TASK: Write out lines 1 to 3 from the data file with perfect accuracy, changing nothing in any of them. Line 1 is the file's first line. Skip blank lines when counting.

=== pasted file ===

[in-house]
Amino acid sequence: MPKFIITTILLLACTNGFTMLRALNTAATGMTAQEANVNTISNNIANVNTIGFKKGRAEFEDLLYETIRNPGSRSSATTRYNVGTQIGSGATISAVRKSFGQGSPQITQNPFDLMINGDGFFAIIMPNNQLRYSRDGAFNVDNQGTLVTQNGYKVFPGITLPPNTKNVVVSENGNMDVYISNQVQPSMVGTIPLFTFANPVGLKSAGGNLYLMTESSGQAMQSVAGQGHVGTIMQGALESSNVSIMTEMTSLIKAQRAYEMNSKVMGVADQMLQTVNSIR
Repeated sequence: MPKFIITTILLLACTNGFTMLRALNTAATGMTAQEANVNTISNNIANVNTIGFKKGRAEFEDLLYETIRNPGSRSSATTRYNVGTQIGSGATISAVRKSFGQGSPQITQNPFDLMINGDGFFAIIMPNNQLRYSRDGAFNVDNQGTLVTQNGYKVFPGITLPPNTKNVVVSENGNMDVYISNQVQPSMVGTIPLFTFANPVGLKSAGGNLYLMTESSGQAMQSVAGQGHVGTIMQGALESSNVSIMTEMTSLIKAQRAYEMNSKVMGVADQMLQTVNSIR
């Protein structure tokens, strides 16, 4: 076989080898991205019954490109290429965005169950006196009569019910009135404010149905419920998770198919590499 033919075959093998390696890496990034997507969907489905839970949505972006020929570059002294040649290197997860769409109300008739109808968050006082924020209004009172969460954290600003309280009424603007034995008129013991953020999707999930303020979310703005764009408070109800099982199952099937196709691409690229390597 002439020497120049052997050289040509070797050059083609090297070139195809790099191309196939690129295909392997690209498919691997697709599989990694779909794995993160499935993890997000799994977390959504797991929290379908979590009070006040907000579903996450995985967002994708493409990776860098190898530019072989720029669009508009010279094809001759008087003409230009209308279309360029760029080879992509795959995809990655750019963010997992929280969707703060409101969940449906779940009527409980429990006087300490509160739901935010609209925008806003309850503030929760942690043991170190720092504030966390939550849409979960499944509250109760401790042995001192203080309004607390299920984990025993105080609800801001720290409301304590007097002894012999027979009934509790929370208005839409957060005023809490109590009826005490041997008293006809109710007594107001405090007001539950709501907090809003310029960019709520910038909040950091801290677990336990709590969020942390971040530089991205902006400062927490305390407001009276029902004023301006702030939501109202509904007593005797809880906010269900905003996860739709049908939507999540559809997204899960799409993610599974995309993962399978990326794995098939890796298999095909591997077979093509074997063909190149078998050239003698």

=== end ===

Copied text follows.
[in-house]
Amino acid sequence: MPKFIITTILLLACTNGFTMLRALNTAATGMTAQEANVNTISNNIANVNTIGFKKGRAEFEDLLYETIRNPGSRSSATTRYNVGTQIGSGATISAVRKSFGQGSPQITQNPFDLMINGDGFFAIIMPNNQLRYSRDGAFNVDNQGTLVTQNGYKVFPGITLPPNTKNVVVSENGNMDVYISNQVQPSMVGTIPLFTFANPVGLKSAGGNLYLMTESSGQAMQSVAGQGHVGTIMQGALESSNVSIMTEMTSLIKAQRAYEMNSKVMGVADQMLQTVNSIR
Repeated sequence: MPKFIITTILLLACTNGFTMLRALNTAATGMTAQEANVNTISNNIANVNTIGFKKGRAEFEDLLYETIRNPGSRSSATTRYNVGTQIGSGATISAVRKSFGQGSPQITQNPFDLMINGDGFFAIIMPNNQLRYSRDGAFNVDNQGTLVTQNGYKVFPGITLPPNTKNVVVSENGNMDVYISNQVQPSMVGTIPLFTFANPVGLKSAGGNLYLMTESSGQAMQSVAGQGHVGTIMQGALESSNVSIMTEMTSLIKAQRAYEMNSKVMGVADQMLQTVNSIR